Avia IV - Sample Chapters
Avia and Brian
Sunday in Sarasota
Brian snuck out of bed at five in the morning and quickly dressed in sweatpants and a t-shirt. Not that he thought anyone would mind if he walked downstairs in his boxers. He was more comfortable dressed, even if it was just a version of his gym clothes.
He still felt hungover from the previous night, but he needed to get some work done before Avia woke up. After tucking her in and making sure she was warm enough without him, he walked down to the office he used when he was at her house. It always amazed him how much Avia’s house felt like his. Brian didn’t own a separate house apart from his room at the McAllen ranch. Occasionally, he went out to an empty cabin he had claimed years ago when he needed to escape L. He was glad Avia didn’t hold his lack of a house against him.
At 36 years old, he should have owned a house, but every time he thought about it, he couldn’t decide where he wanted it. For work purposes, he needed one in Texas, specifically between McAllen and LaPryor. For his personal happiness, he wanted a house close to Avia’s. Either way he sliced it, he was still undecided.
Brian booted his laptop and started looking through his emails. By the time he got to the fifth one, Charles brought in a large mug of coffee.
“Black coffee,” Charles said.
“Thanks.” Brian picked up the mug and took a drink. “Didn’t think you’d be up this early.”
“We’re awake when you’re awake,” Charles said.
“I’m the only one up. Avia is still asleep. I’m just trying to get a jump on today. Feel free to go back to bed.”
“The pot of coffee is in the kitchen,” Charles said.
“Appreciate it.” Brian turned his attention back to his emails. Not five minutes later, there was a knock on the door. “Come in.”
“Cops at the gate. They want our security footage for the cameras facing Avia’s pier,” Charles said.
“Do they have any legal documentation for it?” Brian asked.
“They do not,” Charles said.
“No,” Brian said. “We can’t turn that over.”
“What should I tell them?” Charles asked.
Brian took another drink of his coffee. “Tell them we cannot turn that footage over at this time. Once you do that, ask the security team to make sure I’m not on the footage for the overnight hours. Not me. Not my car.”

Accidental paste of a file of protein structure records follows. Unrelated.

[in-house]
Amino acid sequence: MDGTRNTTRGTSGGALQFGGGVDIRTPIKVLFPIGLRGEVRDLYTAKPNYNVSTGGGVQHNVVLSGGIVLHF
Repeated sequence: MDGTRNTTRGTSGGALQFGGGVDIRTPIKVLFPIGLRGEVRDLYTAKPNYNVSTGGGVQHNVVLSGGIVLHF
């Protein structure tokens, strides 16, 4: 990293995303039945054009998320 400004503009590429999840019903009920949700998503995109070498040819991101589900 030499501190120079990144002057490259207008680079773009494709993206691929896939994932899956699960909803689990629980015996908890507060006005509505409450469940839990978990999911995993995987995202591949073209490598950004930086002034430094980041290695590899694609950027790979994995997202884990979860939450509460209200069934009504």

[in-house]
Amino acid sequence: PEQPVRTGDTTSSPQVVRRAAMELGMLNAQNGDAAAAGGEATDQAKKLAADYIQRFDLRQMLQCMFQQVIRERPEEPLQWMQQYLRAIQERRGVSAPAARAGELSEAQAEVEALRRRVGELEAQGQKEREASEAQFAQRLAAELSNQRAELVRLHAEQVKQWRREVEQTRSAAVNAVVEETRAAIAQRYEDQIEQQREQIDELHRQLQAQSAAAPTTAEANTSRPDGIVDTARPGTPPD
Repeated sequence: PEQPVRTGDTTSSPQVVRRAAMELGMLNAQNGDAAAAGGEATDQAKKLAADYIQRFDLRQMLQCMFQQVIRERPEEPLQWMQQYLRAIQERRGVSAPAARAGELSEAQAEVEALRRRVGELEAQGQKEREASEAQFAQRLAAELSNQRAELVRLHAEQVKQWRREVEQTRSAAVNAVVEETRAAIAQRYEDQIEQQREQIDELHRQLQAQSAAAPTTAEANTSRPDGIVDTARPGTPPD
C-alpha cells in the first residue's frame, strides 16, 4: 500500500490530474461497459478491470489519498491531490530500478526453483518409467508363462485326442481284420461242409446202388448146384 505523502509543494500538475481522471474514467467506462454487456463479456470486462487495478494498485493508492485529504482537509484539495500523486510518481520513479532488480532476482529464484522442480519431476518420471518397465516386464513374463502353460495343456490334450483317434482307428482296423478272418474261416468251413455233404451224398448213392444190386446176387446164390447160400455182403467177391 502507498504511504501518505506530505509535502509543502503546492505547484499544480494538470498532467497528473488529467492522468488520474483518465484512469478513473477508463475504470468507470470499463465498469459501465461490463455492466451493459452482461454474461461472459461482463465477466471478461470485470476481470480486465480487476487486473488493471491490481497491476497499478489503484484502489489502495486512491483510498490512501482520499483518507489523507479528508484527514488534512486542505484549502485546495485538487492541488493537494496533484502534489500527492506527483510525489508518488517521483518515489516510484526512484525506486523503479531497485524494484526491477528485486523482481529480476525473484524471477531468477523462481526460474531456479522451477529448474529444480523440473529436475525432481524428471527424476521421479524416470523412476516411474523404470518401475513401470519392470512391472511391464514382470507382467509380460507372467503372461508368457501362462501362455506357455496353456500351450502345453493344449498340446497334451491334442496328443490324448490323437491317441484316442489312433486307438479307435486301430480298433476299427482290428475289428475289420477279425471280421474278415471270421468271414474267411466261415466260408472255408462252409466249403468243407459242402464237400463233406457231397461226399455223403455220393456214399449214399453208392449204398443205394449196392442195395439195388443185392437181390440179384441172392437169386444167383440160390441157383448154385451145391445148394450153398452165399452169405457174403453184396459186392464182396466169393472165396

“It will be done,” Charles said.
Brian spent another hour working before he shut his laptop down and walked upstairs to the master bedroom. He was thankful Avia was still asleep. Brian took off his sweatpants and t-shirt and slid into the bed next to her. When she rolled onto him, he wrapped his arms around her.
Brian drifted into a light sleep. When Avia moved, Brian could have sworn he’d been in bed less than 30 minutes. He kept his eyes closed. He wanted to see if she was just changing positions or awake.
Avia inhaled and opened her eyes to view Brian's chest. She could feel his arms around her. She stretched and leaned over the bed to open the nightstand.
Brian tightened his grip around her. "What are you after?”
Avia turned her head. “My case. Were you awake?”
"Not really," Brian said. “And you don’t need your case.”
“Like hell, I don’t.” She reached into the drawer. When she felt nothing, she leaned further over the bed to view the inside. All she saw was the bottom. It was empty. “Shit. It’s not here.” She was not in the mood to tear apart the bedroom, trying to figure out where she left it.
Brian pulled her back onto the bed. “Avia, you’re still asleep. It’s not supposed to be there.”
“Where the hell is it?” Avia asked.
Brian could feel the tenseness in her muscles, and her expression was one he knew well. She wanted her heroin and couldn't find it. Unfortunately, he didn't have good news for her. “In a landfill somewhere. They went through the entire house and removed everything before the cops raided it last month.”
"Fuck!" She started to get up but felt Brian holding her in place. "We have to go. I have to..."
"Avy, stop." Brian kept a firm grip on her. "You're fine. We don't have to go anywhere." When she frowned, he continued. “You are on medication.” He turned his head to view the clock. “You get your next dose in about an hour.”
She groaned. “Seriously?”
Brian wrapped his arms around her. “You’re still asleep. Just relax for a minute. Does your head hurt?”
She shook her head.
“Does your stomach hurt?” Brian asked.
“I don’t think so,” Avia said.
“Your next dose of medication is in an hour,” Brian said as he silently hoped she’d wake up enough to understand what he was telling her.
Avia frowned and blinked. “Oh shit.” She sat up, straddling him. “I forgot.”
“It’s all right,” Brian said, relieved that he didn’t have to explain this to her six more times and thankful that he’d been here with her. “All it means is that it was part of your morning routine, but humor me and tell me what you were thinking.”
“I was thinking I needed to hurry up and get out to the pier. My plane is scheduled to arrive, and the sooner I got a hit, the sooner I could take a shower."
“It’s not going to be here for hours, but we do need to get your medicine and take a shower,” Brian said as he sat with his back against the headboard and pulled her against his body.
Avia inhaled and settled against him. "Too bad we don't have that shipment."
“I wish we had it too. That would have been some easy money.”
"What are we going to do about that?" Avia asked.
"I was thinking about taking it directly from the cops," Brian said. “They owe us four million.”
"That is too risky,” Avia said.
"I'll call our contact in the SPD. Get some information, and we’ll make a plan."
"They are not going to have four million dollars, not even between them," Avia said. "I don't think the risk is going to be worth the reward."
Brian pulled the blanket around her shoulders. "What do you want to do?"